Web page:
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Environmental quality assessment of reservoirs impacted by Hg from chlor-alkali technologies: case study of a recovery

Type of publication Peer-reviewed
Publikationsform Original article (peer-reviewed)
Author Le Faucheur Séverine, Vasiliu Dan, Catianis Irina, Zazu Mariana, Dranguet Perrine, Beauvais-Flück Rebecca, Loizeau Jean-Luc, Cosio Claudia, Ungureanu Costin, Ungureanu Viorel Gheorghe, Slaveykova Vera I,
Project Mercury threat in industrially impacted surface water bodies in Romania - integrated approach (MERCURO)
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Original article (peer-reviewed)

Journal Environmental Science and Pollution Research
Volume (Issue) 23(22)
Page(s) 22542
Title of proceedings Environmental Science and Pollution Research

Abstract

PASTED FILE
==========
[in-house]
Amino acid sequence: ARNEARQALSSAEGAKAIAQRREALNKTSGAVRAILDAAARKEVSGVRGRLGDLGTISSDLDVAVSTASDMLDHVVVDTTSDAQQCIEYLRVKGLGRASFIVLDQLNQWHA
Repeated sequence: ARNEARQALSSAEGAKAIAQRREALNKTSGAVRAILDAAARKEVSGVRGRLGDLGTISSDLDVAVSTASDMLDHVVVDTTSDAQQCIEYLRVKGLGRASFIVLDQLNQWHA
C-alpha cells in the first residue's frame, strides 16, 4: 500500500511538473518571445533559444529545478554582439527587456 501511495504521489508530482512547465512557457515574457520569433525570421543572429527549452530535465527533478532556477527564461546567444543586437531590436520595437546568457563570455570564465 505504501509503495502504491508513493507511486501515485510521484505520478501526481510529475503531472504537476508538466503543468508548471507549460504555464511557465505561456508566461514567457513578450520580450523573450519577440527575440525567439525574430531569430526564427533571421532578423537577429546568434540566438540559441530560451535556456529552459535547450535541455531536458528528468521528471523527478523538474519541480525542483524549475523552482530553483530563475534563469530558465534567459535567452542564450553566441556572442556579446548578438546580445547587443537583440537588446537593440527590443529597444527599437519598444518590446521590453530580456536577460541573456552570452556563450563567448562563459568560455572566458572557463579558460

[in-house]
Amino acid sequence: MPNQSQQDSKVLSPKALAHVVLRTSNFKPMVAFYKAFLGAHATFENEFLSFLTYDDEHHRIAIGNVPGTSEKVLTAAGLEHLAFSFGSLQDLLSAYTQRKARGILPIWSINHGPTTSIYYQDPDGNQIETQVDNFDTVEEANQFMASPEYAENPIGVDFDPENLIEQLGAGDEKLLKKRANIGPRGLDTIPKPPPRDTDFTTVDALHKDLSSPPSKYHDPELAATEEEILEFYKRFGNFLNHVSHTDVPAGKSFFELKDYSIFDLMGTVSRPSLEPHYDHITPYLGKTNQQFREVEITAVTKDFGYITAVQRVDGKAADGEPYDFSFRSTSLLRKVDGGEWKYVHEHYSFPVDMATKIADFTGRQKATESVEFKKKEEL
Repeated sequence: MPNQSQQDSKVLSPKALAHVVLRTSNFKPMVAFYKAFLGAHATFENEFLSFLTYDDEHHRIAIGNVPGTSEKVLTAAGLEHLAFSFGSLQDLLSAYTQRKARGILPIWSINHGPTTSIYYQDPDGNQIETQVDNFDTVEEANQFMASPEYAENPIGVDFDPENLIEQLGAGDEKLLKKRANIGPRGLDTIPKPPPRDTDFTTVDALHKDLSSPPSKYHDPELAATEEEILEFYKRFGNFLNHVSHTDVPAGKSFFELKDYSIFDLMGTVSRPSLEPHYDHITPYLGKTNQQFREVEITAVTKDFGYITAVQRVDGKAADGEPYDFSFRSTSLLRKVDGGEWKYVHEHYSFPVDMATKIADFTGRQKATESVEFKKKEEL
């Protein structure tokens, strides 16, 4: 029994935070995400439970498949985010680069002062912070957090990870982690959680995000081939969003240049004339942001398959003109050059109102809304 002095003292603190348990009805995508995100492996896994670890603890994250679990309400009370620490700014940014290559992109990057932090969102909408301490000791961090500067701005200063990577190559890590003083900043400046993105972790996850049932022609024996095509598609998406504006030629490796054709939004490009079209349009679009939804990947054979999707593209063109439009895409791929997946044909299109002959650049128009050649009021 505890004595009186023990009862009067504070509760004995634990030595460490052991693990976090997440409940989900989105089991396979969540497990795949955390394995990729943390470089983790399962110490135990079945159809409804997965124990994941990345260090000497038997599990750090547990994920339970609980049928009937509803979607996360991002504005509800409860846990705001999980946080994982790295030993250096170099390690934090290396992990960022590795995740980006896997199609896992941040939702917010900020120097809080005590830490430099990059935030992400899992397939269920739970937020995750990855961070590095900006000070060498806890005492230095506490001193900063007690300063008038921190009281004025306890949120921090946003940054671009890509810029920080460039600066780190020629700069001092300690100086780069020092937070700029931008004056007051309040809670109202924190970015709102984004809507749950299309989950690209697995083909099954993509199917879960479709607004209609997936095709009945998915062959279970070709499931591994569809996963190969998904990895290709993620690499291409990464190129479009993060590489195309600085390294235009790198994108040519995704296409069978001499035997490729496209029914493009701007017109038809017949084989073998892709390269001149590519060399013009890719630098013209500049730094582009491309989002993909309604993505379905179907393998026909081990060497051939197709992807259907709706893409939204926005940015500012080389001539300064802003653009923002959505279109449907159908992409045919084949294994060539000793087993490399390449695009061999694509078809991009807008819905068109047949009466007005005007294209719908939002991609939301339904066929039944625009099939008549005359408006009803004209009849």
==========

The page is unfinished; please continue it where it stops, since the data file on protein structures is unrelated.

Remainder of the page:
Mercury (Hg) pollution legacy of chlor-alkali plants will be an important issue in the next decades with the planned phase out of Hg-based electrodes by 2025 within the Minamata convention. In such a context, the present study aimed to examine the extent of Hg contamination in the reservoirs surrounding the Oltchim plant and to evaluate the possible improvement of the environmental quality since the closure of its chlor-alkali unit. This plant is the largest chlor-alkali plant in Romania, which partly switched to Hg-free technolo- gy in 1999 and definitely stopped the use of Hg electrolysis in May 2012. Total Hg (THg) and methylmercury (CH3Hg) concentrations were found to decrease in the surface waters and sediments of the reservoirs receiving the effluents of the chlor-alkali platform since the closure of Hg units. Hence, calculated risk quotients (RQ) indicated no adverse effect of Hg for aquatic organisms from the ambient water exposure. RQ of Hg in sediments were mostly all higher than 1, showing important risks for benthic organisms. However, ecotoxicity testing of water and sediments suggest possible impact of other contaminants and their mixtures. Hg hotspots were found in soils around the platform with RQ values much higher than 1. Finally, THg and CH3Hg concentrations in fish were below the food safety limit set by the WHO, which contrasts with previous measurements made in 2007 revealing that 92 % of the studied fish were of high risk of consumption. Discontinuing the use of Hg electrodes greatly improved the surrounding environment of chlor-alkali plants within the following years and led to the decrease environmental exposure to Hg through fish consumption. However, sediment and soil still remained highly contaminated and problematic for the river reservoir management. The results of this ecological risk assessment study have important implications for the evaluation of the benefits as well as limits of the Minamata Convention implementation.
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